ebbs, and amuse themselves with fishing; shut up for months together, in a pillar ? The next light-house, which is the pre- which is the only employment they have, “ Why," said the man, “because I did not sent one, was built by Mr. Smeaton, and is except that of trimming their nightly fires. like confinement." constructed on a plan, which it is hoped Such total inaction and entire seclusión will secure it against every danger. It is from all the joys and aids of society, can built entirely of stone, in a circular form. only be endured by great religious philosoIts foundations are let into a socket in the phy, which we cannot imagine they feel ; rock, on which it stands, and of which it or by great stupidity, which in pity we must. almost makes a part ; for the stones are all suppose they possess. united with the rock, and with each other, Yet though this wretched community is

Poetry by massy dove-tails. The cement used in so small, we were assured it is generally al

ADVICH TO JULIA; A LETTER IN RHYME. this curious masonry is the lime of Watchet, scene of misanthropy. Instead of suffering from whence Mr. Smeaton contrived to the recollection of those distresses and dan- This poem is a clever and lively production, glancing bring it barreled up in cyder-casks; for the gers in which each is deserted by all but at a number of the fashionable pursuits of the day and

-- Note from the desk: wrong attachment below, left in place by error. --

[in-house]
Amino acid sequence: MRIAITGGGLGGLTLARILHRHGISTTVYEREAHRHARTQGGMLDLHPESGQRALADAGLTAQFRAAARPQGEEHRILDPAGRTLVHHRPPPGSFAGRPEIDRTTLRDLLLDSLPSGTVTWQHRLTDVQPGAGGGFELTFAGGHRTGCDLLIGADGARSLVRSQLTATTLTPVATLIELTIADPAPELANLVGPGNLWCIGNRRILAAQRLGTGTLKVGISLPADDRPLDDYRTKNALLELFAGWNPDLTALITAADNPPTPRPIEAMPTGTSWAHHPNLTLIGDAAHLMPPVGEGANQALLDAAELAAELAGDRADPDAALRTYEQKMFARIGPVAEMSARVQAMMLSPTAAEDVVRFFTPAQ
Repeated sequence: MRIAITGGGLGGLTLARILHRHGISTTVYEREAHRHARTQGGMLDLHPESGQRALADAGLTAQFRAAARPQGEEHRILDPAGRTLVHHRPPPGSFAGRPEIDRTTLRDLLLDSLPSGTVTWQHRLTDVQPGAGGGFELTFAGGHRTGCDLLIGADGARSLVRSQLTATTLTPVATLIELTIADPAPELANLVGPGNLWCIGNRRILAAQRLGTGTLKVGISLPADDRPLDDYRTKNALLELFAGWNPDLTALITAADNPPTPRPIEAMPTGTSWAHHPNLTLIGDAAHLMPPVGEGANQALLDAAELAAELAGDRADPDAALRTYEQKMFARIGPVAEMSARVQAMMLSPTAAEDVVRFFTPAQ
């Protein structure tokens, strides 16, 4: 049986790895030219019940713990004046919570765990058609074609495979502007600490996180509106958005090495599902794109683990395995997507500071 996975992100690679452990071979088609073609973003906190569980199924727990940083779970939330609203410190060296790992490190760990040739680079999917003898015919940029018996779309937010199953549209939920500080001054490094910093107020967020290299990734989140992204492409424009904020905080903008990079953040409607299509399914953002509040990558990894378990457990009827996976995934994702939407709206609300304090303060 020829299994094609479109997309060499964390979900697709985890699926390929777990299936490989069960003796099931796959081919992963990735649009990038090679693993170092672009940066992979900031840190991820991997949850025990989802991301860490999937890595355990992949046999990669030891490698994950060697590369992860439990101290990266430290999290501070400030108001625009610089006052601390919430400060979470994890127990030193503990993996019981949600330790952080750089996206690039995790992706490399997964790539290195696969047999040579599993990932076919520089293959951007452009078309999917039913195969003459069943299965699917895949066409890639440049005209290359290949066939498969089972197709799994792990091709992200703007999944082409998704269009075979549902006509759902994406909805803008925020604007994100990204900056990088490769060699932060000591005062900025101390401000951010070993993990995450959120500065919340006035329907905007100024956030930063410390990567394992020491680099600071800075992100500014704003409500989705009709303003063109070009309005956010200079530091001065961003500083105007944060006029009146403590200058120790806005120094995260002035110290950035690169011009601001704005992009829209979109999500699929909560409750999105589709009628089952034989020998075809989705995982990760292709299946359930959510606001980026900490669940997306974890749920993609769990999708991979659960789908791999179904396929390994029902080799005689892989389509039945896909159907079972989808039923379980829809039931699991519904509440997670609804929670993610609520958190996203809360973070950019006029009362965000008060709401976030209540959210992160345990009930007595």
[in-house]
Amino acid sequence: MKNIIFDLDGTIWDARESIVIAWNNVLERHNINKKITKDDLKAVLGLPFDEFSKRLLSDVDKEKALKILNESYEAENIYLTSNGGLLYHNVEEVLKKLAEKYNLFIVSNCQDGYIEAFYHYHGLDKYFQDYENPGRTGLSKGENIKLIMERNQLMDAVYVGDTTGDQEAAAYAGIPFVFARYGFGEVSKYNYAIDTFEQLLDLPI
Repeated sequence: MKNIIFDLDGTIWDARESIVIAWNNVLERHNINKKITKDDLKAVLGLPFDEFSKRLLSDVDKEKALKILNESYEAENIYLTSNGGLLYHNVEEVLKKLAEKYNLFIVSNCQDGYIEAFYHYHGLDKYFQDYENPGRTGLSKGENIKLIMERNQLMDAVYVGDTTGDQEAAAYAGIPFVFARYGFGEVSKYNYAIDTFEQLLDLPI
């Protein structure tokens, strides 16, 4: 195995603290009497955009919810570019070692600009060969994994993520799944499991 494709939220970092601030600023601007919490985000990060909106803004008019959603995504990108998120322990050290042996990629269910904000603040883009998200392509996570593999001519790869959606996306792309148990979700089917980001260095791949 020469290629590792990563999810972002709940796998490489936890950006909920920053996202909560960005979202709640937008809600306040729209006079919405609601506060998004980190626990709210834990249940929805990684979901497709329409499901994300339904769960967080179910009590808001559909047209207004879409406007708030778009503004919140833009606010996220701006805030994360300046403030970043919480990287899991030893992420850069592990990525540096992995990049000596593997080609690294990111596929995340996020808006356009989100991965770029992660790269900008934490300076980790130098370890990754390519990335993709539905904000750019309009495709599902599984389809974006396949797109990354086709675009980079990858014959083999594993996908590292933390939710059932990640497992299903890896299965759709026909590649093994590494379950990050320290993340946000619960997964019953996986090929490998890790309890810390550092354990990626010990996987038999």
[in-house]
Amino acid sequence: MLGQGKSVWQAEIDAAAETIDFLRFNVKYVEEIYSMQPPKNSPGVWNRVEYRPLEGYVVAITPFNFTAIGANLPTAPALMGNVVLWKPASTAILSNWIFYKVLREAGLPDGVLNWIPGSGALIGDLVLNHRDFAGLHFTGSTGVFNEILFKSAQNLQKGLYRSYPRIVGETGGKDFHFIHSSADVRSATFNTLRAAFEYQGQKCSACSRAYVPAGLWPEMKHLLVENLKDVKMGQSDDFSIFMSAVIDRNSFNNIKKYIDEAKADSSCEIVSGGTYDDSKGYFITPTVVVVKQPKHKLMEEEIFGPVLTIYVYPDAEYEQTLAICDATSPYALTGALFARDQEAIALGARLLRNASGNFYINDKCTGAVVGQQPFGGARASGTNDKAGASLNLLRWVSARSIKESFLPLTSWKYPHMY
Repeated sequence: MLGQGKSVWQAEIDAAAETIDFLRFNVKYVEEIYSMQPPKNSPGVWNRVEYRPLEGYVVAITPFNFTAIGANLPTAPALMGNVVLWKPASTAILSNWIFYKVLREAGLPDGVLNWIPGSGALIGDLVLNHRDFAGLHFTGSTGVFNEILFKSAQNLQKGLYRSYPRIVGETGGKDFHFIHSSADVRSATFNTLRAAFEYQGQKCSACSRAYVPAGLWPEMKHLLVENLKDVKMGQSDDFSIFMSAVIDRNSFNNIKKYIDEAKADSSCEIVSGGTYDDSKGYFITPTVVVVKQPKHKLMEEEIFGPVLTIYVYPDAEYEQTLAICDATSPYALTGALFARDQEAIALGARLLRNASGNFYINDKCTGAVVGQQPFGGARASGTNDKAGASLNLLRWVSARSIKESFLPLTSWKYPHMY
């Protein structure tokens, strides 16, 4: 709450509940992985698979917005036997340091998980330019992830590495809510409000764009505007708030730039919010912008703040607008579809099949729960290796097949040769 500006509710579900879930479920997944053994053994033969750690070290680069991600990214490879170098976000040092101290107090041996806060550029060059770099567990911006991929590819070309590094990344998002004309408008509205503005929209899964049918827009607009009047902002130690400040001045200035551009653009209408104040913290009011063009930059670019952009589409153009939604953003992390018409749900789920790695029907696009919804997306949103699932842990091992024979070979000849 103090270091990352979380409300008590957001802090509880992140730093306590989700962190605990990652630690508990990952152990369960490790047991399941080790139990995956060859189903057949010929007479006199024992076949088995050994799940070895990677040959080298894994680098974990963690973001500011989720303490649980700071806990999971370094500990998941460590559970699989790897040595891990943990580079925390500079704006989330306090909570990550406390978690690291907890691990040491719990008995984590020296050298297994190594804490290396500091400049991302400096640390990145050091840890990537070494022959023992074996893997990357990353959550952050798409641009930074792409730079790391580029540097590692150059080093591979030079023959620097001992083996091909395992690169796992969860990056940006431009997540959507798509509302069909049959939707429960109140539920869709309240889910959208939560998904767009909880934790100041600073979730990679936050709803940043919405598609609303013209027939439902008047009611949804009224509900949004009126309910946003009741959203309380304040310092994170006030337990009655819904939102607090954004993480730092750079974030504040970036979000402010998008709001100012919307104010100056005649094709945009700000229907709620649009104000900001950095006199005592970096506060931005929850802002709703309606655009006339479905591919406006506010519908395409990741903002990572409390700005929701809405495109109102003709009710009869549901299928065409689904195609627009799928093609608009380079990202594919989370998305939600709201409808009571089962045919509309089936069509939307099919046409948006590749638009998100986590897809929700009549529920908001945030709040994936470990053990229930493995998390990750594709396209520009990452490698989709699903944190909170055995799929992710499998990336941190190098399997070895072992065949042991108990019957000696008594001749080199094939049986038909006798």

night. The vehicle for the verse is rather of a loose proprietors will not suffer it to be exported one, to endear that one to him, we were in

character, for Julia is a naughty person, and the author in its crude state. The door of this inge- formed the humours of each were so sour

formed the humours of each were so soured, brings the whole range of gay life under her review, un. nious piece of architecture is only the size that they preyed both on themselves, and der the plea of telling her not to debar his friend and her

oh each other. If one sat above the other slave, Charles, from his wonted sports, which he accorde of a ship's gun-port; and the windows are

| ingly describes to her. A more moral frame-work migh. mere loop-holes, denying light to exclude was commonly found below. Their meals

have been chosen ; but there is no offence i'the world wind. When the tide swells above the